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Caroll Spinney

Remembering Big Bird and Oscar.

December 9, 2019

Caroll Spinney, the puppeteer behind Big Bird and Oscar the Grouch, died over the weekend. He was 85.

I never met him, but I grew up with Big Bird and Oscar. Sesame Street and I were born at nearly the same time, and it was a treasured part of my childhood. There was a block from 4 to 6 of Sesame Street, Mister Rogers and The Electric Company that I’d still stack up against any two hours of children’s television.

To know how much that mattered, you have to remember the media landscape of the time. When and where I grew up, there were four channels of television: ABC, CBS, NBC and PBS. That was it. We didn’t have cable, and the internet didn’t yet exist as a mass entertainment medium. We didn’t even have VCRs, let alone DVRs or DVDs. Back then, if you missed a show, you missed it; recording and “time-shifting” didn’t exist. On the commercial networks, kids’ programming was largely relegated to Saturday mornings. Yes, there were some syndicated shows in the late afternoon -- I caught more episodes of the Adam West Batman series than was probably healthy, along with The Brady Bunch and Gilligan’s Island -- but they were hardly educational. My first “political” memory involved being annoyed that the boring Watergate hearings were pre-empting my cartoons.

In that context, Sesame Street was a thoughtful, carefully constructed intervention. The setting was clearly urban, unlike nearly every children’s show or book at the time. The cast was multiracial. It drew on music and the boundless charm of the Muppets -- “Mahna Mahna” was the “Baby Shark” of its time -- to construct a kid-friendly world in which adults modeled kindness. It taught letters and numbers, but also manners, decency and the range of human behavior.

Oscar the Grouch provided comic relief. In my first few years of teaching poli sci, I used to confess to students that as a kid, I sort of wanted to be Oscar. He was grouchy and messy, but everyone just accepted that. In my faculty role, I kept a messy desk and emerged every so often to complain about the government. I was living the dream. In retrospect, though, the closest human analogue to Oscar is probably Tom Waits. (Oscar could sing “Better Off Without a Wife” without changing a note.) I don’t know if they ever met, but they should have.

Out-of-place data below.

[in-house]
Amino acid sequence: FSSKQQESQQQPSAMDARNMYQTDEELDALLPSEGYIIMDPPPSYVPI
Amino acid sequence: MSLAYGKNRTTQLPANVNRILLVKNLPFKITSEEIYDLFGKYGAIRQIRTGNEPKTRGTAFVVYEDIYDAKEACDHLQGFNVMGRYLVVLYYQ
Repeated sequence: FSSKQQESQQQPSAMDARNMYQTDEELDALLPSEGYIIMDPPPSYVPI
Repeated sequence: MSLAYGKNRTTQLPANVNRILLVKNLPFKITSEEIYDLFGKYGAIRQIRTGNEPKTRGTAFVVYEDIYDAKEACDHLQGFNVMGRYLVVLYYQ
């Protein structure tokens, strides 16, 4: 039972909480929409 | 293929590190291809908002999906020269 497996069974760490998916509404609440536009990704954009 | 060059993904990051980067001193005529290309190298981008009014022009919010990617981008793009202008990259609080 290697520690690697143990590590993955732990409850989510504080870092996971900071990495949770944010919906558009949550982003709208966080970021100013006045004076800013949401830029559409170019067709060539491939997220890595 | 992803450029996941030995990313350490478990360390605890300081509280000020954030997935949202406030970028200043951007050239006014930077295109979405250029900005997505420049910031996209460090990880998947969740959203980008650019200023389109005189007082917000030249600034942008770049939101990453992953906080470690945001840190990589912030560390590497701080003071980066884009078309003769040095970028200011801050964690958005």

Big Bird, though, was a stand-in for the kid viewers. Big Bird was a little gawky, naïve and sweet; he was essentially a huge, feathered young child. (One Halloween, when I was about 4, I even dressed as Big Bird. I knew a kindred spirit when I saw one.) He didn’t always know what was going on, but nobody held that against him. He even had a secret friend, an improbable variation on a woolly mammoth named Mr. Snuffleupagus. But Big Bird’s real gift was expression. He could break your heart. The moment when he started to understand that Mr. Hooper’s death was forever is tough to watch, even now. A few years later, Mr. Snuffleupagus was revealed to the adults on the show as a way to let abused or molested children know that they could tell adults and be believed, too.

Sesame Street was gentle, welcoming, diverse and optimistic. But it was also silly and tuneful enough to be watchable, and it threw in enough jokes to keep adults around. That was all deliberate; it was part of trying to make a show that respected its audience. And this was at a time when airtime was scarce and at a premium.

Sesame Street showed that you could educate without patronizing or being dry. It created a world that made sense to children, in which adults accepted as a matter of course that stopping work to explain to a child what they were doing was normal, natural and expected. It had a generous helping of silliness -- I still laugh at the two alien Muppets trying to figure out if the ringing phone is a cow (“nope nope nope nope nope”) -- but its humor was never mean. It was a carefully constructed exercise in hope, helping raise kids’ expectations for how the world could be. In its quiet and endearing way, it was radical. Caroll Spinney was an integral part of that from the beginning.

One educator to another, I tip my cap. Well done.


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